I almost got run over on Patriots’ Day. Ironically, right in front of Gaffey’s Funeral Home. Not by Paul Revere, although he was the last to pass by before the incident, a few minutes before. It was the first car to drive down First Street after the road was opened to traffic following the ceremony. I never saw it coming when I was crossing the street. It screeched to a stop.
Earlier, I listened to Paul Revere (depicted in full costume by a member of the National Lancers) as he spoke to the crowd gathered in front of Gaffey’s. Next, the Mayor of Medford spoke from the same podium. “This is my first Patriots’ Day as mayor. I hope it’s the first of many!” she said. Then the mayor introduced two school children who each read half of Henry Wadsworth Longfellow’s poem The Midnight Ride of Paul Revere. There were about a hundred of us gathered around to honor this
Massachusetts state holiday marking the Battles of Lexington and Concord. Following the poem, Paul Revere mounted his horse and headed for Arlington, then Lexington and Concord. We all know what he was up to. Behind the horse, many went into the funeral home for complimentary wrap sandwiches, bags of chips and sodas. It was pure Americana and I was lucky to stumble upon it on a drawing day.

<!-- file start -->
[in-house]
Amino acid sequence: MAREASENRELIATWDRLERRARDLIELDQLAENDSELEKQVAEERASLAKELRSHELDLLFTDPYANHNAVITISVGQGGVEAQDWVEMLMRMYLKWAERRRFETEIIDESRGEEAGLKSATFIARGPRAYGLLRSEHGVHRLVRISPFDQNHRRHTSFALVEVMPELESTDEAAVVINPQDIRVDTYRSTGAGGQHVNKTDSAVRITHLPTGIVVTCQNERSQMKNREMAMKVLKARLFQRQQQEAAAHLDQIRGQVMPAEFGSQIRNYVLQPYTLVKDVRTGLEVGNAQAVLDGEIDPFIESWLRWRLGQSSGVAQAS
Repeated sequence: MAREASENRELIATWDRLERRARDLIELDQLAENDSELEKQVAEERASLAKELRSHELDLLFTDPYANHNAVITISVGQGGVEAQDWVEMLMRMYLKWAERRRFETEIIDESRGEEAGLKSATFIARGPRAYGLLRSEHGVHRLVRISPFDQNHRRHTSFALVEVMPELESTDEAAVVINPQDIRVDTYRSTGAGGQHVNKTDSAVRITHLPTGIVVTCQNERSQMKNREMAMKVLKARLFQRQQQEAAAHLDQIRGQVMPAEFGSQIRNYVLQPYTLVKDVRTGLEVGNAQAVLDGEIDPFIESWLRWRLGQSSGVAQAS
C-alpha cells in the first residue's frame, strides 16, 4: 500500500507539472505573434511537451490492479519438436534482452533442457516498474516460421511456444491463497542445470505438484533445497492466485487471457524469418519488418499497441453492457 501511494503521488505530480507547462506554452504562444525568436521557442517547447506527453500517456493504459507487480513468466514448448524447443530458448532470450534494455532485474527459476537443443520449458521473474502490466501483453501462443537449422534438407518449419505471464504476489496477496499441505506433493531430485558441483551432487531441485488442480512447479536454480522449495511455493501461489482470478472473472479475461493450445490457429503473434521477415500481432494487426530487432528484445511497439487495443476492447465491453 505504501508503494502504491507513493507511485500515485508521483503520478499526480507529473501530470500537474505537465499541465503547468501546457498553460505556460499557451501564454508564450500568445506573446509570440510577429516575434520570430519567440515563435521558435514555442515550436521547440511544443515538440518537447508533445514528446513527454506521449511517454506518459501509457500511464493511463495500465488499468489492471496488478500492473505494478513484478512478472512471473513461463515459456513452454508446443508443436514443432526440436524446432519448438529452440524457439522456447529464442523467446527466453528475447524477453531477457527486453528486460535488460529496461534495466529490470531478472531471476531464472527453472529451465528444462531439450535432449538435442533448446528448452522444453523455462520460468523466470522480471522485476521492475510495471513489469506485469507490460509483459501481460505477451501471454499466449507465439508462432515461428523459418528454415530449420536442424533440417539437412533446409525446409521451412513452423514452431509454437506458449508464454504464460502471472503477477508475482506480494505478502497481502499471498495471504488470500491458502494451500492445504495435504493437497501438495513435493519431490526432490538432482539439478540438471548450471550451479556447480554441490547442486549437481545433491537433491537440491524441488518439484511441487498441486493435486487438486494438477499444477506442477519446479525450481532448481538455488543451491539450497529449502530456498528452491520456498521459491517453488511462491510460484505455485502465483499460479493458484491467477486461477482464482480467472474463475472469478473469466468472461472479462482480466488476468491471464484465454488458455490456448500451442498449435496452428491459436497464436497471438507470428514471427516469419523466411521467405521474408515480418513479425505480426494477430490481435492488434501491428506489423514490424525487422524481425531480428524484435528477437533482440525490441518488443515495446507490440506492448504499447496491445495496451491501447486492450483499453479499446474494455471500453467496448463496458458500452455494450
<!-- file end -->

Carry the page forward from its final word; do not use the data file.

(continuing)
In 1775, this house was the home of Captain Issac Hall, a rum merchant, and it was an important stop on Paul Revere’s ride. Hall was the leader of the Medford Minutemen. In Revere’s own account, he wrote, “I went through Medford over the bridge and up to Menotomy. In Medford I waked the Captain of the Minute Men, and after that, I alarmed almost every house till I got to Lexington.” Hall and his men saw battle with the Redcoats the next day, and fought again in the Battle of Bunker Hill, a few months later. The tall house stands as the oldest in historic Medford Square.
As I sat and drew—watching the clean-up crew from the city lift the speaker’s podium away—I attracted a couple of visitors. First came a woman who said she was an artist, too. She’s the one who tipped me off to the free lunch inside the funeral home. Next came an older couple. The man asked if I was “doing that for someone?” I said, “No, I’m just working for myself.” He then said, “When I used to do that, I noticed that the cars came in threes.” Then his wife turned to her partner and said firmly “He’s drawing a picture!” “Oh!” said the man, “that’s more interesting!” I told him that I found his “cars come in threes” observation pretty interesting, and they walked away. The whole day was interesting. I’m glad I survived it.